Get out in the fresh air and embrace all autumn has to offer.
Foraging for Fun
You'll be amazed at the delights that await the eager forager in both rural and urban locations across the UK and Ireland.
Hedgerows are bursting with this sweet juicy fruit that are perfect for jams, desserts and are easily frozen. The ripest berries are ready for picking in September. Why not make our Yoghurt, granola and berry breakfast pot? Also, see our smoothie recipes for inspiration; try our Earl of Berry to get you started!
A produce found in most gardens, once rose petals have died off they leave a red seed pod. High in vitamins A, B and C, rose hips are often overlooked, they can be used to make tea, wine, syrups and jellies. Beware of the irritating hairs inside the berries - don’t eat them whole!
The white flowers (also edible) from this plant transform into the distinctive dark purple berries used to make wines, liquors, jams and added to fruity desserts. It’s very easy to make elderberry cordial, we like All Recipes simple recipe.
Found just about everywhere, these humble nettles have many uses from hot teas to cold drinks and soups. One of our favourite recipes is nettle pesto; nettles can also be used to make a delicious humous too, just don’t forget your gloves!
- 2-3 cups of nettle leaves
- 1/4 cup freshly grated Parmesan cheese
- ½ cup olive or rapeseed oil
- 2-4 cloves of garlic
- Handful of pine nuts
Blanch washed nettles in a pan of boiling water for 1 minute, squeeze out as much water as possible. Throw all the ingredients in a blender and blitz; serve with your favourite pasta.
Much smaller than a standard apple and with a much sharper taste, the little crab apple can be turned into delicious jellies, jams, chutneys and crumbles.
Usually found in a net bag at Christmas in the supermarket. These little nuts can be eaten fresh when they are green, or leave them to dry out and they become the golden brown colour we are more familiar with. Equally, delicious in sweet and savoury dishes.
Easily identified by its distinctive smell and short hairy leaves; the mint plant is usually used in a simple sauce that accompanies roast lamb. Can be used to make tea, add flavour to chutneys and infuse oils. This prolific herb is found almost everywhere.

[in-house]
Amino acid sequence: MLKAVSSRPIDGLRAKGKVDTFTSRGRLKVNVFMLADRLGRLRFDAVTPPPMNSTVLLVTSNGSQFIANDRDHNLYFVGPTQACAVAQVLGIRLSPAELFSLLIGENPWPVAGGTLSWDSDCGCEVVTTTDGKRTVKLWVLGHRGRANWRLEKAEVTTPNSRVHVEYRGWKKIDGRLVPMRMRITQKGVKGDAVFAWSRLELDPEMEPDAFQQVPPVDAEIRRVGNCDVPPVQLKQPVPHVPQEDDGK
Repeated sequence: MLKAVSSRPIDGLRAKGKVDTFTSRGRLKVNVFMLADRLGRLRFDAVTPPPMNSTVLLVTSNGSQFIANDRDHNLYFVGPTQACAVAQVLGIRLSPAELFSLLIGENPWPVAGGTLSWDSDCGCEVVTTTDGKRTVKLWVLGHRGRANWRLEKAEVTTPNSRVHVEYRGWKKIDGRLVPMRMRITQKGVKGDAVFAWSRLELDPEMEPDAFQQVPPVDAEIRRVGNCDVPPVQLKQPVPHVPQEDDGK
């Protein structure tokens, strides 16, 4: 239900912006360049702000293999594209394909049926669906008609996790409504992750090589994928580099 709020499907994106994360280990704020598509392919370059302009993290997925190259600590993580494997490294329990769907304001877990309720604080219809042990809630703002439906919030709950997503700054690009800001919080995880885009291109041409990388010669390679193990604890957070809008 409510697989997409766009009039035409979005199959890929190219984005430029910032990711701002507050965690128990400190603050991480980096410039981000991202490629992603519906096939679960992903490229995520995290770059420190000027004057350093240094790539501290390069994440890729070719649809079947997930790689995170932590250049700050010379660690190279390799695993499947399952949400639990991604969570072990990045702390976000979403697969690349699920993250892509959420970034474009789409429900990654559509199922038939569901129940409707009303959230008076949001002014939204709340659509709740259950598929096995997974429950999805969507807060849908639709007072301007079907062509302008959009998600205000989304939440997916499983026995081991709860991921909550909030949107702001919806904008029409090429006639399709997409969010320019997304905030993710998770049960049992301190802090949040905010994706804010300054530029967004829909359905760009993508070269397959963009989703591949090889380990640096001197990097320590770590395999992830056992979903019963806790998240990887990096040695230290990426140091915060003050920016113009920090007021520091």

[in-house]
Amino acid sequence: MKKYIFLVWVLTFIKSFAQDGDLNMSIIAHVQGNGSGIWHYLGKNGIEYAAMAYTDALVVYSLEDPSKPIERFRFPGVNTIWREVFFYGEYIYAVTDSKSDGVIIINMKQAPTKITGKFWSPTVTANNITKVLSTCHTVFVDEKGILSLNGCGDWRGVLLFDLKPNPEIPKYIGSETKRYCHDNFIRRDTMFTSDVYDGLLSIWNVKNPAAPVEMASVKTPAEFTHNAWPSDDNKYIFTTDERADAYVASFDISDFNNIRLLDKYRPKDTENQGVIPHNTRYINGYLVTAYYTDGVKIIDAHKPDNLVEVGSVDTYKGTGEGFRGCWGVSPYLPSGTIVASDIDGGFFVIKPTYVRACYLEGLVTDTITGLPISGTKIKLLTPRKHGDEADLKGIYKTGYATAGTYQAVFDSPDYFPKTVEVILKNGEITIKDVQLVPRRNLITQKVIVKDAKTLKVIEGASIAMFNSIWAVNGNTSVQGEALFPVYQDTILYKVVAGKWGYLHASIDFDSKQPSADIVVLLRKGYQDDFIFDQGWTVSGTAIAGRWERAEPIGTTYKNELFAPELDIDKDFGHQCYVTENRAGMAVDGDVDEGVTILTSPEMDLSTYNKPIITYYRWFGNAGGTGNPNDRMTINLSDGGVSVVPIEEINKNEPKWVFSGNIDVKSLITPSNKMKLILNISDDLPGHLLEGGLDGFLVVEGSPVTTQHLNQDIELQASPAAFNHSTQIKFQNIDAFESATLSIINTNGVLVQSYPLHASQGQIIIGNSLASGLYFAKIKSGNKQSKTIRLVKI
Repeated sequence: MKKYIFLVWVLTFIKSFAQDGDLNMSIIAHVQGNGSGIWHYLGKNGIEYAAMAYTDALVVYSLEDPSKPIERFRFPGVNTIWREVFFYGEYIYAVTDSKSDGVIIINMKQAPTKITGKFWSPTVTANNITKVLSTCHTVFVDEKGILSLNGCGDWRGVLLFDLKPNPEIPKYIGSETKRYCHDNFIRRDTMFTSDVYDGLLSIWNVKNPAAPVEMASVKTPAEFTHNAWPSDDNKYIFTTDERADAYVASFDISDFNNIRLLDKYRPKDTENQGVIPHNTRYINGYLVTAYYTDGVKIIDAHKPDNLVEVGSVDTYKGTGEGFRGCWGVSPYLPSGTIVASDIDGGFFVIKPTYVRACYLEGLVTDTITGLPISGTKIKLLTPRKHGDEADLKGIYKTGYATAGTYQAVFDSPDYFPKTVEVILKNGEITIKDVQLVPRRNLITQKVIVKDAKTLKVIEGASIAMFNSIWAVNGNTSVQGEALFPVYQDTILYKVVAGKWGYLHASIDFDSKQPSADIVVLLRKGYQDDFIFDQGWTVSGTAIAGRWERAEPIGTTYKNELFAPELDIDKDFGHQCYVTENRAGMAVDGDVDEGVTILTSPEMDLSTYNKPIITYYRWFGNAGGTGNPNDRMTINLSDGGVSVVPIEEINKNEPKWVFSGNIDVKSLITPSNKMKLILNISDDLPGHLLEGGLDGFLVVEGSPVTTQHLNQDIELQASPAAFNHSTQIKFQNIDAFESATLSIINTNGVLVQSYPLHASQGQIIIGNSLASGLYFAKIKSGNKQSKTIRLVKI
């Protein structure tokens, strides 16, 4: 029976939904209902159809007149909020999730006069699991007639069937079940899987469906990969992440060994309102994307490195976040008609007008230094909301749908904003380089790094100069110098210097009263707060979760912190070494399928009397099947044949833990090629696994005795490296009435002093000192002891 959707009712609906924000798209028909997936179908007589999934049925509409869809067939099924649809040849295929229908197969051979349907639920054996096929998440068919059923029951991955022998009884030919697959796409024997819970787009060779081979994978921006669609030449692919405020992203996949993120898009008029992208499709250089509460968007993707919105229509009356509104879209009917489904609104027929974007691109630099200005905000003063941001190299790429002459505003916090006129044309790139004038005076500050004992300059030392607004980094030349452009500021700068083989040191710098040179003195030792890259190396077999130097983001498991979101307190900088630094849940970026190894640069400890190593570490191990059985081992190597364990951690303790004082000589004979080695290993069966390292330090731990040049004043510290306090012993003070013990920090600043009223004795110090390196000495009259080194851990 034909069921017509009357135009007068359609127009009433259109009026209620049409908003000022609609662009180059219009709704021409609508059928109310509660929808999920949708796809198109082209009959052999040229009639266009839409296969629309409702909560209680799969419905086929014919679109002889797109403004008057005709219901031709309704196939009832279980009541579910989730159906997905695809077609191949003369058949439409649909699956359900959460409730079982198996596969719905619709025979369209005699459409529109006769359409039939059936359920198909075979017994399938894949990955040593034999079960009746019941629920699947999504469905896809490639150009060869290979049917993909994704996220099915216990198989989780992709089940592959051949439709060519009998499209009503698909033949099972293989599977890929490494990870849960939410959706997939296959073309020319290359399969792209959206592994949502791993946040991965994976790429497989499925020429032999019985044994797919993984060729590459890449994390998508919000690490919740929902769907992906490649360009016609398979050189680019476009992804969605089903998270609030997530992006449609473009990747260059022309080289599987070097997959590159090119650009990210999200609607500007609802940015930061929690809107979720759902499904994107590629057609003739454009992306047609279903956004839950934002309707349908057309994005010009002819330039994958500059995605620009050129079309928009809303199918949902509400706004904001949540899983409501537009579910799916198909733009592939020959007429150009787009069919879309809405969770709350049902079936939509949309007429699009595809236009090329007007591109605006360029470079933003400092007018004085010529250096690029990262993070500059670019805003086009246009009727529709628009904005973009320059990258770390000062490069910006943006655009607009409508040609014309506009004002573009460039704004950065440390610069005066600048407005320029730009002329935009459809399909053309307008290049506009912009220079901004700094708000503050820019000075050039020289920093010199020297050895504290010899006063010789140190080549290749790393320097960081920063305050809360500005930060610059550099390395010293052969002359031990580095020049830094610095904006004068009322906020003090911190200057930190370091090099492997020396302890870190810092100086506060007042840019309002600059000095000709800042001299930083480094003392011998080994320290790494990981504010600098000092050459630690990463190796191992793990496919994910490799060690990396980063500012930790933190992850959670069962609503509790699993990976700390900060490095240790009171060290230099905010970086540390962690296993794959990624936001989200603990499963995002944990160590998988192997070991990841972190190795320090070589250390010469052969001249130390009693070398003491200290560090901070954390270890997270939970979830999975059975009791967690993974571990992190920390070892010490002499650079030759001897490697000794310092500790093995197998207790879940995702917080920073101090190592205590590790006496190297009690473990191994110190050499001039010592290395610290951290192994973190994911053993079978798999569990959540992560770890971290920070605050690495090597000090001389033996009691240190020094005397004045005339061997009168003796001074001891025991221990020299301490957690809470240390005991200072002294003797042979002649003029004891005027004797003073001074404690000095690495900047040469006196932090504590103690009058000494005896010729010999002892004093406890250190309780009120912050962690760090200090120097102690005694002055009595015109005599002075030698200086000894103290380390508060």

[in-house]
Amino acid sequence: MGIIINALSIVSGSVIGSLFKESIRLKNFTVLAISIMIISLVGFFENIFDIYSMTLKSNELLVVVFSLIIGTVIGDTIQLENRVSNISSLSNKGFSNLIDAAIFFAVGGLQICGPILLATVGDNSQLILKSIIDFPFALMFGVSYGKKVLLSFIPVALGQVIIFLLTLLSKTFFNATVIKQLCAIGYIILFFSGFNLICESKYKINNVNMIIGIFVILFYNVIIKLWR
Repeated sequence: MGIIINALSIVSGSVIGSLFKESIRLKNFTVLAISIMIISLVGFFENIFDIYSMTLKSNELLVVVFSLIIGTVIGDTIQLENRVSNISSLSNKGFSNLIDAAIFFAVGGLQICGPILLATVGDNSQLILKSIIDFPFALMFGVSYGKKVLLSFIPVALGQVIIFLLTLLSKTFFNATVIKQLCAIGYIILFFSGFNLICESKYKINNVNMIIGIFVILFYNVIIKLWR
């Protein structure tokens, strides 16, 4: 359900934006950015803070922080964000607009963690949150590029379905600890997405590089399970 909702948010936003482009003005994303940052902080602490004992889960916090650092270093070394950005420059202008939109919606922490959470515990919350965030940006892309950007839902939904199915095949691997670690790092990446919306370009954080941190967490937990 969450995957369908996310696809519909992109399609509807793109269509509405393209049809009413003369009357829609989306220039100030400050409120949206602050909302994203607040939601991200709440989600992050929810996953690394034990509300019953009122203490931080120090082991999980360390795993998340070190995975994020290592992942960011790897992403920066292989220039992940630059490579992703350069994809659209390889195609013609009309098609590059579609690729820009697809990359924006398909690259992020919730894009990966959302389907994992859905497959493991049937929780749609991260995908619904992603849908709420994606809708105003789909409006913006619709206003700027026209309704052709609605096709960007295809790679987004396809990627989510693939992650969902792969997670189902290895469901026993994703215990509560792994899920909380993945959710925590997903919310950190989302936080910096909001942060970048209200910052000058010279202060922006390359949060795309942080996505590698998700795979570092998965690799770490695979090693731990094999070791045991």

Apples are plentiful across the UK with an array of varieties to choose from. This extremely versatile fruit is used in both sweet and savoury dishes, it can be baked, sliced, puréed but best enjoyed eaten whole. Apples wrapped individually in newspaper will keep for months in a cold, dark environment.
The flower heads make delicious wine, syrups and jams. The root can be roasted to make tea, or a coffee style drink. With a taste similar to peppery rocket, the green leaves will enhance a salad; when cooked they can be used like fresh greens or spinach.
Not to be confused with the poisonous horse chestnut (conkers) these are plentiful in the autumn with a spiked husk. Found throughout woodlands and parks alike, these are delicious served hot straight from the oven!
- If you don’t know what it is do not eat it! Buy a good foragers guide book and identify the plant at home.
- Do not forage on private land without permission, ask the landowner first. It’s ok in public space and footpaths.
- You’ll need a good pair of scissors or secateurs, a container, and some sturdy gardening gloves and shoes.
- It’s good practice to only take what you will use and leave enough for others and more importantly local wildlife.
- Avoid heavy traffic areas that might pollute crops; also, don’t pick at a height that animals could have used as a toilet.
- Always follow the country code; take your litter home, be mindful of wildlife, try not to tread on wild flowers, and always close gates behind you.
- Why not attend a foraging course? There are many held across the UK and Ireland. https://valehousekitchen.co.uk/ https://www.foragingcourses.com/ http://huntergathercook.com/
- Foraging is not just rural - see Forage London for what can be found in an around cities.
- The Woodland Trust gives guidance and advice to all foraging novices.
The Countryside Code advocates:
- RESPECT for other people, to
- PROTECT our natural environment and to
- ENJOY the outdoors.
Download your free copy here
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